Creation of the museum


The museum was founded by the Overloner Harrie van Daal. He was a civil servant at the Vierlingsbeek Municipality in the 1930s and had also visited the WW1 battlefield of Belgian Ypres. That war was just twenty years ago at the time and the ravages of War had stayed him.
Van Daal remained a civil servant during the Second World War. He managed to keep a number of men from the Arbeitseinsatz by making them members of the voluntary fire brigade, at least on paper.
And then came the Battle of Overloon. The population had to evacuate immediately, including Van Daal. When he returned after the Battle, his own backyard turned out to be a sort of second Ypres. The village was totally destroyed. People slowly rebuilt their lives.
In May 1945, Van Daal walked through the destroyed Overloonse forest with all the remains of the battle. Van Daal and a forest worker examined the situation and thought that a monument should actually be built here, for example, a museum, in honour of those who fell for freedom.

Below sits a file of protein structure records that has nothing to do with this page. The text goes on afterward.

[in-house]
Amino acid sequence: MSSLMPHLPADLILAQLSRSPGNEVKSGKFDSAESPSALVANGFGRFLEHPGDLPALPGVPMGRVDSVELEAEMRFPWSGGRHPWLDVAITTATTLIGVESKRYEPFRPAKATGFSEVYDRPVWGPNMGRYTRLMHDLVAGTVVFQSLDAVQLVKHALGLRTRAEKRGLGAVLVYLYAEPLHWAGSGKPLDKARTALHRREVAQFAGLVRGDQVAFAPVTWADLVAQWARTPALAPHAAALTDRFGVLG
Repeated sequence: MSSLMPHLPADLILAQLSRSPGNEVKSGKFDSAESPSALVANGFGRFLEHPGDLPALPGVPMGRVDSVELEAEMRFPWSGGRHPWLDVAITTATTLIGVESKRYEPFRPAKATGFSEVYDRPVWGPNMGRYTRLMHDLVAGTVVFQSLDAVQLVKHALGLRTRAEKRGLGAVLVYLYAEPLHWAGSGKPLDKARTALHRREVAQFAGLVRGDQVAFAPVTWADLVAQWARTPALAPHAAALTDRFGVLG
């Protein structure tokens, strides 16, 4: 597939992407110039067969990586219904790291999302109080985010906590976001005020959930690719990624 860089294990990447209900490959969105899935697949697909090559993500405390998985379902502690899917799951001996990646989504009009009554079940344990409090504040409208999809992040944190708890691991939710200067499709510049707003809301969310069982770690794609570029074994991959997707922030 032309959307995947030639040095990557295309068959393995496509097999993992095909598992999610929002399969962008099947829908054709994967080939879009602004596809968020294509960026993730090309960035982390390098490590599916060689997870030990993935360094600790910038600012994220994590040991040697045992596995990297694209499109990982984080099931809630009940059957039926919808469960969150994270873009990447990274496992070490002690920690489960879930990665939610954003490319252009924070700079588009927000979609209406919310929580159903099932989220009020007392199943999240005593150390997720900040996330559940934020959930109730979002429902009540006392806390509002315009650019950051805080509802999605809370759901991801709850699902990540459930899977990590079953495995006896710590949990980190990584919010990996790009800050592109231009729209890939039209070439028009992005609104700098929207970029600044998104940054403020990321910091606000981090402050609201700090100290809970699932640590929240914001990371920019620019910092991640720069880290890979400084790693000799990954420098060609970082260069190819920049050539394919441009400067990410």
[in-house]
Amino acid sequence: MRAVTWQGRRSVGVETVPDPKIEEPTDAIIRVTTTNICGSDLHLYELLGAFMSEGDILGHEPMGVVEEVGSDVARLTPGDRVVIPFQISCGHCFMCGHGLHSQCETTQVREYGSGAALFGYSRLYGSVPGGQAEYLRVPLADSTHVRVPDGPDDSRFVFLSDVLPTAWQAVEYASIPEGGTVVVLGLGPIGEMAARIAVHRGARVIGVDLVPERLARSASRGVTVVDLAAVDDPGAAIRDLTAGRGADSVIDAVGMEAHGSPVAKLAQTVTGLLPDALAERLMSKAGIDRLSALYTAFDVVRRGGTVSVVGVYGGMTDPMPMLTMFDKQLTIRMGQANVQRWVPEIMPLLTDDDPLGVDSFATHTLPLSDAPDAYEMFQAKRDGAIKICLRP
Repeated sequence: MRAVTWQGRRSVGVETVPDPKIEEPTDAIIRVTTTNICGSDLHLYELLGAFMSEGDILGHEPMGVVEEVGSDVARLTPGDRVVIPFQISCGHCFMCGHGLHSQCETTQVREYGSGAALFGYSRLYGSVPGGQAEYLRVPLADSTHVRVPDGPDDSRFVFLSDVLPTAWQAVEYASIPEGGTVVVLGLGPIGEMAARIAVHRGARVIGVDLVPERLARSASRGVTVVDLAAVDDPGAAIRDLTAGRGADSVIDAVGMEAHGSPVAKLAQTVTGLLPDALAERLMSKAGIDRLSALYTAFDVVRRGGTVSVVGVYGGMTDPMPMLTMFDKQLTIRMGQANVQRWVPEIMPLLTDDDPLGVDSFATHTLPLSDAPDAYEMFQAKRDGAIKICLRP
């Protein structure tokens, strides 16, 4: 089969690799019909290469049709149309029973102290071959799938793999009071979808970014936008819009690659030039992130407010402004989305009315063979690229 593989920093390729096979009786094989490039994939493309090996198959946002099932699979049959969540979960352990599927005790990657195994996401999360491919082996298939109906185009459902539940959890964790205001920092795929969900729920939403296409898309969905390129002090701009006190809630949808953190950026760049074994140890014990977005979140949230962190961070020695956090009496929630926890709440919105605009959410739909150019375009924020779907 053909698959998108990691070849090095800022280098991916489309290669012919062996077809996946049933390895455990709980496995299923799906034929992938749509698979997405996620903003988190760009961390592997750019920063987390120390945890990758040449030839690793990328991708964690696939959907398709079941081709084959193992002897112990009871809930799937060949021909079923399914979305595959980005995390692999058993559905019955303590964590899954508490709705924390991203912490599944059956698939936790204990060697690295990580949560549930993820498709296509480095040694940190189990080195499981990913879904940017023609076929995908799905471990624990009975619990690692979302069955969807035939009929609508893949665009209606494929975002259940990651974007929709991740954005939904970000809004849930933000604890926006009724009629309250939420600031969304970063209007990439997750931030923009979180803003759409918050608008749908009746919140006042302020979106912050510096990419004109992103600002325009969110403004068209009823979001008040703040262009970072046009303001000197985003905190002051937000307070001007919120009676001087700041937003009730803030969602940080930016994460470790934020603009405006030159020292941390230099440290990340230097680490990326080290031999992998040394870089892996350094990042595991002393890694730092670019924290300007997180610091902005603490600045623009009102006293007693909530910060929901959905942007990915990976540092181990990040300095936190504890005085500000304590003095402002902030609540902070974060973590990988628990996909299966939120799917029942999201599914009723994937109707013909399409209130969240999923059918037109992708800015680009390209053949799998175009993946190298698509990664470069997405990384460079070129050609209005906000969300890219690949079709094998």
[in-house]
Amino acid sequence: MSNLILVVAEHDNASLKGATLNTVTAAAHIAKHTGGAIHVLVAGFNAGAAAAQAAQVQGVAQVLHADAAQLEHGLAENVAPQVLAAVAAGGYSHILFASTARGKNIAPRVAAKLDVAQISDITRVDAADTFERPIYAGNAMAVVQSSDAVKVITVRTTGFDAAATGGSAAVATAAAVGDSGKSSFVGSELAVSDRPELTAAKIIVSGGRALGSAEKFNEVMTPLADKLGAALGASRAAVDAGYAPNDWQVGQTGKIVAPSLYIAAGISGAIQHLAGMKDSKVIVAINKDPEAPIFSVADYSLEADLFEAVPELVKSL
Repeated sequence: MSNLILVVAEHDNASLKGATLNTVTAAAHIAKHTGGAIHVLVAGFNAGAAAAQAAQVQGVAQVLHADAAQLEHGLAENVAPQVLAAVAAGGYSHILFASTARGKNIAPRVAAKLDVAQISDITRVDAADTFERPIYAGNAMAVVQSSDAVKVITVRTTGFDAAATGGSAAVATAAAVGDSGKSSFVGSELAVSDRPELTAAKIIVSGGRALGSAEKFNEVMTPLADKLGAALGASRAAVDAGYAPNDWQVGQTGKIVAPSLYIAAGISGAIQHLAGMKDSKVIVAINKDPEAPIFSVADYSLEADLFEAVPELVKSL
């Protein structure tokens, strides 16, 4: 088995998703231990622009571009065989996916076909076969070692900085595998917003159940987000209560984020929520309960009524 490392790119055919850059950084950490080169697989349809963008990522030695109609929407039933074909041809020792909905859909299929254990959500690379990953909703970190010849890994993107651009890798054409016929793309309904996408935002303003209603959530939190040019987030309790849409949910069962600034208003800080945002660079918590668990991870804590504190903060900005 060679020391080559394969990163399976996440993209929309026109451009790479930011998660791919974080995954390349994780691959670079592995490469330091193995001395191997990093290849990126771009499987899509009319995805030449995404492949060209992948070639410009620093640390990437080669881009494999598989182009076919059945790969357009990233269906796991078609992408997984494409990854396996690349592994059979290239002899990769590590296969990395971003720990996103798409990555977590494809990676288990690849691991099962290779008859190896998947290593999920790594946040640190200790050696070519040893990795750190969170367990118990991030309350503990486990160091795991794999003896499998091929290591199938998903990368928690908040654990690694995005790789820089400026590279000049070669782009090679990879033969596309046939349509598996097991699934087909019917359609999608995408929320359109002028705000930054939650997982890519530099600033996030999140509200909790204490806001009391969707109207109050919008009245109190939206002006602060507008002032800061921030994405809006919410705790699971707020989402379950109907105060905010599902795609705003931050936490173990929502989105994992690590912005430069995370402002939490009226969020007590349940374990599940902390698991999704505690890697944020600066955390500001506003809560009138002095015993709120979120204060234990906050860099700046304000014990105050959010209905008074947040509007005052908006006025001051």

They put their idea to the mayor and of course, as it was then, to the pastor. And a year later, on May 25, 1946, the museum opened to the public - even before the village was rebuilt. It was the first museum about the Second World War in Western Europe. 
Van Daal, who shunned publicity, always kept the man in the background, as secretary of the board. Among other things, he received the German Bundesverdienstkreuz for his efforts.

Open 360 days a year - for all ages - free parking
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